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The Music of Halacha: Shabbat 23: Three Degrees of Separation: The Second Degree



We all experience degrees of separation. A parent must be consistent but each child needs individualized attention. A successful and mindful teacher will not interact the same with each student, yet cannot separate one student from the others. We constantly strive to balance the different degrees of separation.

Judaism celebrates how Israel remained distinct even while slaves in Egypt. We are prohibited from emulating the other nations. Yet, we live among people. Many of us dress the same as our neighbors and coworkers. We do not want to assimilate yet we strive to retain our distinctions. We struggle to define the boundaries of our separation: Some of us dress in the same clothes as our European ancestors. We have different standards of personal modesty, and many of our children are attracted by society and constantly test the boundaries of separation.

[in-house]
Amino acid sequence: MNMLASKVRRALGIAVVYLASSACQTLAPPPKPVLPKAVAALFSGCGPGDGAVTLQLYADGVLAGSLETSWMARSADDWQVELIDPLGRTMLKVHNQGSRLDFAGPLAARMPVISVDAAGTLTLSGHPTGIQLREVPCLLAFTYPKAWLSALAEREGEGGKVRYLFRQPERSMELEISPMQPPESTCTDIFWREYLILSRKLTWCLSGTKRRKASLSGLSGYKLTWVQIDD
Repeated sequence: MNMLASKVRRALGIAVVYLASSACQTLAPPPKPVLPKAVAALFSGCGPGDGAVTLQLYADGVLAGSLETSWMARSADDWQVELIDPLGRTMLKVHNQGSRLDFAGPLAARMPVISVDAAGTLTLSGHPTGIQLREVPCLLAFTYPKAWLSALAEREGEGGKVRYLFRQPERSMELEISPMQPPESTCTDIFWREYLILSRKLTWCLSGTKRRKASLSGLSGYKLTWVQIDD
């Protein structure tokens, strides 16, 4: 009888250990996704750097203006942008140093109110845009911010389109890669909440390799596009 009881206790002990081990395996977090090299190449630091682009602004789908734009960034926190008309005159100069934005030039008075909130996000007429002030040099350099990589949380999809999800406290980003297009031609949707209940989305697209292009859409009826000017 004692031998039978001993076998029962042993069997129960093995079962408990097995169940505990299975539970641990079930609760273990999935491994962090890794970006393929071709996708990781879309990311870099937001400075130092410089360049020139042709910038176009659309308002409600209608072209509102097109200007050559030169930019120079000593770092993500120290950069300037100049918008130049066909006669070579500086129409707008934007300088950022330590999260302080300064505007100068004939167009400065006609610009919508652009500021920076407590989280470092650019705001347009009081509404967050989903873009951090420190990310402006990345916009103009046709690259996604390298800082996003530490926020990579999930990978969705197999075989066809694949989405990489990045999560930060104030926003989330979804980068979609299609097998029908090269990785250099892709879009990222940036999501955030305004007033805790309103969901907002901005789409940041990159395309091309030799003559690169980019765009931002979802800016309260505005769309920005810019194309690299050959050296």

We actually have a separation ceremony – Havdala – between Shabbat and the week, between Yom Tov – Jewish holydays – and the rest of the year, and even between Shabbat and Yom Tov. We separate between milk and meat. Married couples separate to a degree at times. All of the above are different degrees of separation. We unconsciously use the Havdala, Hafrasha, and Bereirah of Halacha all the time. Our intention is to use the Shabbat laws to define these Halachic concepts and learn how to apply them to all aspects of our lives.

The previous Music of Halacha dealt with the concept of Havdala – Separation of Awareness. We live with a different awareness on Shabbat than we do during the week because Shabbat has a special spiritual reality. According to the Midrash and Kabbalah – Jewish Mysticism – our souls are different on Shabbat: They are empowered to achieve greater spiritual heights. The essay also dealt with negative separation such as that between intent and action. Perhaps we can further develop this idea to learn how to use it in a positive manner:

To Be Continued:

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